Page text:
"All the dirty funds are coming back to Syria," says Jihad Yazigi, editor in chief of The Syria Report, an online economic bulletin. "And you can thank these US sanctions."
In the current standoff, however, there is little margin for error, and the 41-year-old Assad is still relatively new at the game. It was the Palestinian refugee crisis, after all, that led to civil wars in Jordan and Lebanon, the latter of which was quelled by a Syrian intervention that paved the way for Syria's long and painful occupation of the country. Assad has to keep a wary eye on Aleppo, Damascus's rival city to the north, which has a growing Salafist movement. When the Grand Mufti of Syria died in 2004, Assad waited two years before replacing him with Sheik Ahmed Hassoun, who as the mufti in Aleppo had skillfully kept a lid on sectarian tensions. As Syria's exile population swells--in Aleppo as well as in Damascus--so does the prospect of confrontation.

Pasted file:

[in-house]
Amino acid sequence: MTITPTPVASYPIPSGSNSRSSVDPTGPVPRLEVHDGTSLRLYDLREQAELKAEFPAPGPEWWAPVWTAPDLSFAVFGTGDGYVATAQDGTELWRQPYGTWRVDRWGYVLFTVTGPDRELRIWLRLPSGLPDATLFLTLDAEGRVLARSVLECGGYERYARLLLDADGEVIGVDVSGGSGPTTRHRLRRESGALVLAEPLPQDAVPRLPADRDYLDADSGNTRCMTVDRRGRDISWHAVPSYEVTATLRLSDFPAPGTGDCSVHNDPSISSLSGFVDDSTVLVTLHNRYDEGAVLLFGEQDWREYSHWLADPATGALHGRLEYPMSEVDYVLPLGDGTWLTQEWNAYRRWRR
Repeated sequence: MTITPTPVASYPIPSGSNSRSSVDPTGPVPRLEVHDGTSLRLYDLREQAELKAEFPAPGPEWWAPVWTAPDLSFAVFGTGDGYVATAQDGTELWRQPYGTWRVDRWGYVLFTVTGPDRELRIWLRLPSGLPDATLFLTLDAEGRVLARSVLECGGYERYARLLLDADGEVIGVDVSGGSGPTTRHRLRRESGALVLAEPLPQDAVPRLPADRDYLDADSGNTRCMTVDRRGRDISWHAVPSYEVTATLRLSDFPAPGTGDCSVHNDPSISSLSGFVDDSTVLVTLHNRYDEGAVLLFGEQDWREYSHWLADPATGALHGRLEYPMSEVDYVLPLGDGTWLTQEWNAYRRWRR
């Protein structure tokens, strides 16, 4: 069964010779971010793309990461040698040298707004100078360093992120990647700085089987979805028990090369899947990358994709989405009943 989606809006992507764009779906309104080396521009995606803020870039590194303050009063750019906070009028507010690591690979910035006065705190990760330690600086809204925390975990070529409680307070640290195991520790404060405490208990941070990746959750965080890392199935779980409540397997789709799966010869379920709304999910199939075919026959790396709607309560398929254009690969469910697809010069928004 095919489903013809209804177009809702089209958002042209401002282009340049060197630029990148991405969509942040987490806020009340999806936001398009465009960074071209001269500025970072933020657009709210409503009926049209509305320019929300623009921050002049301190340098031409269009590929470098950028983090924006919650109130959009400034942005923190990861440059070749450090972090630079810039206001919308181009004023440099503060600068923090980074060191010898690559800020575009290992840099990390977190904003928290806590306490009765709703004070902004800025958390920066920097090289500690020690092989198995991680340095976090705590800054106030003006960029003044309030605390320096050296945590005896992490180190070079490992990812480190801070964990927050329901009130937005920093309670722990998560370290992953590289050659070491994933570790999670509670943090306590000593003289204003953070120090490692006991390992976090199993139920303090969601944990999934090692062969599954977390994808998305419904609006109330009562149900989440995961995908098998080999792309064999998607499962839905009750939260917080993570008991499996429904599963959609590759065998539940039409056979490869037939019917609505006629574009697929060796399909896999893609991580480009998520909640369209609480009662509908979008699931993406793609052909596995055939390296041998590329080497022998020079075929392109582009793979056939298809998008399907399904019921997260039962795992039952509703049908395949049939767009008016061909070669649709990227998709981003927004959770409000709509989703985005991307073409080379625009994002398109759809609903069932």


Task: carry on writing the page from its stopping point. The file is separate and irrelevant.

If anything, says Laith Kubba, a former spokesman for the Iraqi government, the United States should thank the Syrian government for not turning its back on the Iraqis. "I would be happier to see Iraqi professionals staying in Jordan and Syria, preserving their skills," says Kubba, who is now a senior director at the National Endowment for Democracy. "Sending them back only consumes or wastes them in the civil war."
No one knows that better than Khulood Alzaidi, an aid worker who was forced to flee Iraq for Jordan in 2005 after receiving death threats slipped under the door of her home in the southern city of Kut. Poised and soft-spoken, the dark-skinned Alzaidi has kept the threatening letters as proof of her vulnerability. But her quest for asylum in the West is ensnared in a bramble of politics and red tape. She has no residency permit and has been picked up by security services and ordered to leave the country. Like her fellow Ãƒ©migrÃƒ©s, she dreads the prospect of being forcibly returned to the sectarian holocaust that is Iraq.